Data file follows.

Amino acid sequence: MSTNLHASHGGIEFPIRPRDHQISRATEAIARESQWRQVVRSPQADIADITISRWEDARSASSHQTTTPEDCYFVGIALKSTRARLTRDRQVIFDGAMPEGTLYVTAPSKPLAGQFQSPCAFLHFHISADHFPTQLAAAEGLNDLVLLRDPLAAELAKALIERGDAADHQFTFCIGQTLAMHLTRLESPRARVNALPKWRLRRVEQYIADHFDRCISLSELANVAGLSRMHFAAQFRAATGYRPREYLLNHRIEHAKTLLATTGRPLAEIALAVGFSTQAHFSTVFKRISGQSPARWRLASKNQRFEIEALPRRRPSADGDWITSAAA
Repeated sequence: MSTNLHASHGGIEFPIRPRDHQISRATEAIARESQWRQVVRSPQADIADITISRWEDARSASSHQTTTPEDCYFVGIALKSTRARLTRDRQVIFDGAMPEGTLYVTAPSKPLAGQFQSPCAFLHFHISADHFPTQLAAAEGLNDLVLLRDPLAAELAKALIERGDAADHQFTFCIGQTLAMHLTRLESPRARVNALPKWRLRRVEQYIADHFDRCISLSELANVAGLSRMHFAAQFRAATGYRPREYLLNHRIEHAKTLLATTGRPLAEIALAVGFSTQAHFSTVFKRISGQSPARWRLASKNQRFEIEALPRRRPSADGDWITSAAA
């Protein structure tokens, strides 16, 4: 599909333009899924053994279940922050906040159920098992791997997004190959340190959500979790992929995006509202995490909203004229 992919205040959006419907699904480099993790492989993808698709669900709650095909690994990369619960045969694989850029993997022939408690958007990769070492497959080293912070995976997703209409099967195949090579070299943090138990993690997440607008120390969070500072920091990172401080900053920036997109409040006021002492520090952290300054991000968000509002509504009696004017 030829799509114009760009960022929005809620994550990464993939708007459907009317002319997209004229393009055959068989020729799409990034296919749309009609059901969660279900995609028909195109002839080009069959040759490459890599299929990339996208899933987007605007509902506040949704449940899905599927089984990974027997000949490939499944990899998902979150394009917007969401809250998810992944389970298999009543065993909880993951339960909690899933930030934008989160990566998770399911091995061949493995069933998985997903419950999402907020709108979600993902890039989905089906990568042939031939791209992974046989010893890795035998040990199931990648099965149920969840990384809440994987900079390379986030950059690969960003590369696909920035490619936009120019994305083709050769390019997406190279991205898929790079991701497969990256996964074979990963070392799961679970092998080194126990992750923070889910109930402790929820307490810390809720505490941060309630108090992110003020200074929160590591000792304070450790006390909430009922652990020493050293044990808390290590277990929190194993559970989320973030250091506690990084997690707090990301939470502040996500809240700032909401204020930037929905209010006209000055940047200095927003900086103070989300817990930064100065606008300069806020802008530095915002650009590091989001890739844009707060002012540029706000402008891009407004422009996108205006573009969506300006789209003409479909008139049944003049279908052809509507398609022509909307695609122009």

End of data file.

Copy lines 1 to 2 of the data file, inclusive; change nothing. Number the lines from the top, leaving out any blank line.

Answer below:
Amino acid sequence: MSTNLHASHGGIEFPIRPRDHQISRATEAIARESQWRQVVRSPQADIADITISRWEDARSASSHQTTTPEDCYFVGIALKSTRARLTRDRQVIFDGAMPEGTLYVTAPSKPLAGQFQSPCAFLHFHISADHFPTQLAAAEGLNDLVLLRDPLAAELAKALIERGDAADHQFTFCIGQTLAMHLTRLESPRARVNALPKWRLRRVEQYIADHFDRCISLSELANVAGLSRMHFAAQFRAATGYRPREYLLNHRIEHAKTLLATTGRPLAEIALAVGFSTQAHFSTVFKRISGQSPARWRLASKNQRFEIEALPRRRPSADGDWITSAAA
Repeated sequence: MSTNLHASHGGIEFPIRPRDHQISRATEAIARESQWRQVVRSPQADIADITISRWEDARSASSHQTTTPEDCYFVGIALKSTRARLTRDRQVIFDGAMPEGTLYVTAPSKPLAGQFQSPCAFLHFHISADHFPTQLAAAEGLNDLVLLRDPLAAELAKALIERGDAADHQFTFCIGQTLAMHLTRLESPRARVNALPKWRLRRVEQYIADHFDRCISLSELANVAGLSRMHFAAQFRAATGYRPREYLLNHRIEHAKTLLATTGRPLAEIALAVGFSTQAHFSTVFKRISGQSPARWRLASKNQRFEIEALPRRRPSADGDWITSAAA